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I wore an eye patch once

I wore an eye patch once.

I wore an eye patch, per doctor's orders. At one point, when I was 3 or 4, I went through eye surgery. My one eye, you see, is weaker than the other eye, and that required corrective eye-muscle surgery.

And that corrective-eye surgery required an eye patch.

Maybe I wore it a few hours, or a couple days. I don't remember. I'm not sure if I wore it to cover the good eye to strengthen the other, or the corrected eye to aid its healing. The whole time -- or one point, at least -- my 3-or-4-year-old mind imagined me a pirate with a fastened peg leg, and a parrot perched over my right shoulder.

I don't remember that, though, either.

But I wore an eye patch for a few hours or a couple days, and that is what I remember.

At age 3 or 4, I remember my mom talking about my eyes with a friend, or the mother of a friend I had in pre-school. While they talked, my friend and I moved cars across a laminated mat, a sprawling labyrinth of miniature roads in the middle of my living room. I spent hours on hands and knees, managing the traffic of Matchboxes and Hot Wheels and fire engines -- whoa boy, did I ever love fire engines. I'd roll them around, pretending each second was the final leg of the greatest race in the history of civilization.

My parents talk about the time I ripped the whole IV out of my arm. That episode probably happened during the corrective-eye-surgery ordeal. I don't remember ripping out the IV, feeling its sting, or screaming and crying because I felt so scared and uncomfortable. My parents also talk about the tantrums I threw as a child. I'd get myself so worked up, they say, to a point where I threw up.

I don't remember that, either.

I do remember the toy fire engines I used to play with, the plastic fireman's hats I used to wear. The books I collected, and the VHS tapes I watched over and over and over. I loved fire fighting and fire engines. It all used to fascinate me. The big red trucks. Their lights and their whistles. I loved it so much that, to this day, I'll hear the distant squeal of a siren or a big, honking horn, and I'll feel the goosebumps racing up my arms.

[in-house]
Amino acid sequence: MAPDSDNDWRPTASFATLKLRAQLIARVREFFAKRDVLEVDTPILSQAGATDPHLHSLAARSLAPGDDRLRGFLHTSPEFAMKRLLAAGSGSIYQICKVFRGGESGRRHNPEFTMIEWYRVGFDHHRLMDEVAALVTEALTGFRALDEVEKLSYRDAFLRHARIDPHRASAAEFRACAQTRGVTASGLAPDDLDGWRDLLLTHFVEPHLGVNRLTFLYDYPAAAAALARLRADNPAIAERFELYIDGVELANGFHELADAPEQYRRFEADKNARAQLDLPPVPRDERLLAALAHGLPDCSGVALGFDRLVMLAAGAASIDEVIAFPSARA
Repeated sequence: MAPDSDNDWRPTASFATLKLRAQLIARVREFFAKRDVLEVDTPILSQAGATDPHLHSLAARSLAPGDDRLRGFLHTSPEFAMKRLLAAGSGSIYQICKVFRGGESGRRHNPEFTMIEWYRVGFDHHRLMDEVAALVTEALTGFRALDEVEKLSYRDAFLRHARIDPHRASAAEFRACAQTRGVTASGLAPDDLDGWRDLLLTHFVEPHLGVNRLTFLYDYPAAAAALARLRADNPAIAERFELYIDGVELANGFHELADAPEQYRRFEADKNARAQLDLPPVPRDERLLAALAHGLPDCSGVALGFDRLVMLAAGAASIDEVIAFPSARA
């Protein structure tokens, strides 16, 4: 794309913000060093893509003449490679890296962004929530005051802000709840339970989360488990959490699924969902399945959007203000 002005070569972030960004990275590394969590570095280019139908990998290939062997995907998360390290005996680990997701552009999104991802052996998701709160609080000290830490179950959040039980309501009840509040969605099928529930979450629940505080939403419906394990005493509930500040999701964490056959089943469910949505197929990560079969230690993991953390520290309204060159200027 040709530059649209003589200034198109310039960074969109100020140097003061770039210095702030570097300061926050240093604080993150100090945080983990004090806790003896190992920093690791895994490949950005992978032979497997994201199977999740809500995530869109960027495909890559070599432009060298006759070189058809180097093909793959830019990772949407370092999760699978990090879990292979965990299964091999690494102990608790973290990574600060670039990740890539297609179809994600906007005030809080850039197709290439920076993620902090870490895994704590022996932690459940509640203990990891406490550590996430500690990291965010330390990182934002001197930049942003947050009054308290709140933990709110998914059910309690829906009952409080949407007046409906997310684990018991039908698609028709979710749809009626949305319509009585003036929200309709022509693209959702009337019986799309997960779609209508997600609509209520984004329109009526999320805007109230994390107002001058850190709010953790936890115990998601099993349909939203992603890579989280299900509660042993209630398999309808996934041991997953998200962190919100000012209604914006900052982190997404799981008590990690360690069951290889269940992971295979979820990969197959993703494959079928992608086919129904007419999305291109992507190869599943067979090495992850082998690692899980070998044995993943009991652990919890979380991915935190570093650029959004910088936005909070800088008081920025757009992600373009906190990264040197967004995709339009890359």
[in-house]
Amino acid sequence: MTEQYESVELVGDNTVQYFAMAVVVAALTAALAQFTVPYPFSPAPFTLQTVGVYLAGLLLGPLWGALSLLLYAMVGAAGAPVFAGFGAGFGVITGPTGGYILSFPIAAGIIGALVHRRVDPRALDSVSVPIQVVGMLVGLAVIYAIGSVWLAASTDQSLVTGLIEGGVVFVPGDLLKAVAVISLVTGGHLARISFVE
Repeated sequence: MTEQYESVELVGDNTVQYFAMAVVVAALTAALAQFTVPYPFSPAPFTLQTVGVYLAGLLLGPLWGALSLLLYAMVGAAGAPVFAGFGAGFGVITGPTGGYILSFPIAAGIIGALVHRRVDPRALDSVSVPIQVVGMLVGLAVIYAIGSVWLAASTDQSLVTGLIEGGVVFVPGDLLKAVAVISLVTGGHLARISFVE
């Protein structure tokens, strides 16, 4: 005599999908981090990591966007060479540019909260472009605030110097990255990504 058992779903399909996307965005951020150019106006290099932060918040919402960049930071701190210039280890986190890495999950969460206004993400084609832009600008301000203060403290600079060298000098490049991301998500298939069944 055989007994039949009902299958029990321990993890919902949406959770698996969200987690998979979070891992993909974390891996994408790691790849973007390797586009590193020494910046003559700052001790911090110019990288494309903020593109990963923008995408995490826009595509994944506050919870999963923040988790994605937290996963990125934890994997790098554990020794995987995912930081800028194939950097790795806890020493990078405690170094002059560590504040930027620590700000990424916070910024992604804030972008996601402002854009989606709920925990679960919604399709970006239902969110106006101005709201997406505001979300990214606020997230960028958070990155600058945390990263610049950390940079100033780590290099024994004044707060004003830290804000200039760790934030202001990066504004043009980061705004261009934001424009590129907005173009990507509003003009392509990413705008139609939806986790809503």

I liked the progression. I enjoyed the idea of voracious flames succumbing to these behemoth machines and brave men wearing cool hats. At the end of the day, after I'd wheeled all the emergency vehicles around the sprawling sea of miniature roads and rolled up the mat and threw an ungodly temper tantrum over something irrelevant, the fires would all be extinguished.

I don't remember the first time the fire of reality melted those false notions away. I don't remember the last time I parked all of the Matchboxes and Hot Wheels and folded up the mat and all its roads. I don't recall the first time I thought to tell someone about wearing an eye patch because it's out of the ordinary and makes a good story.

It's a full two decades after I wore the eye patch, and now I wear glasses -- old glasses -- with scratched lenses and flimsy frames, and through those glasses, I see the world unfold around me.

I remember growing up, past 3 or 4, and looking forward to this point in my life. I looked forward to shedding the shackles of school and parental control, to picking a career and a wife and ending up with a few children (however that happens). Now I'm here, looking around through glasses that are scratched and flimsy, and longing for a few hours to spend with Matchboxes and Hot Wheels, to put out imaginary fires and to forget things like IVs and demonic tantrums.

Because now those IVs hurt, those fires are real, and all that time I spent playing with cars and toys, well, it isn't mine any more.

And I remember that, all of it, a lot better than I remember ever wearing an eye patch.



( 2 comments — Leave a comment )
Apr. 4th, 2013 03:00 am (UTC)
Bummer topic, but handled deftly, with an unwavering tone. Nice piece of writing, Tim.
Apr. 4th, 2013 03:53 am (UTC)
Thank you. Writing it was very cathartic. It was a piece that was "in me and (had) to get out," if I can borrow a line I heard in Murphy more than a few times.

(Also, new glasses are on the way)
( 2 comments — Leave a comment )

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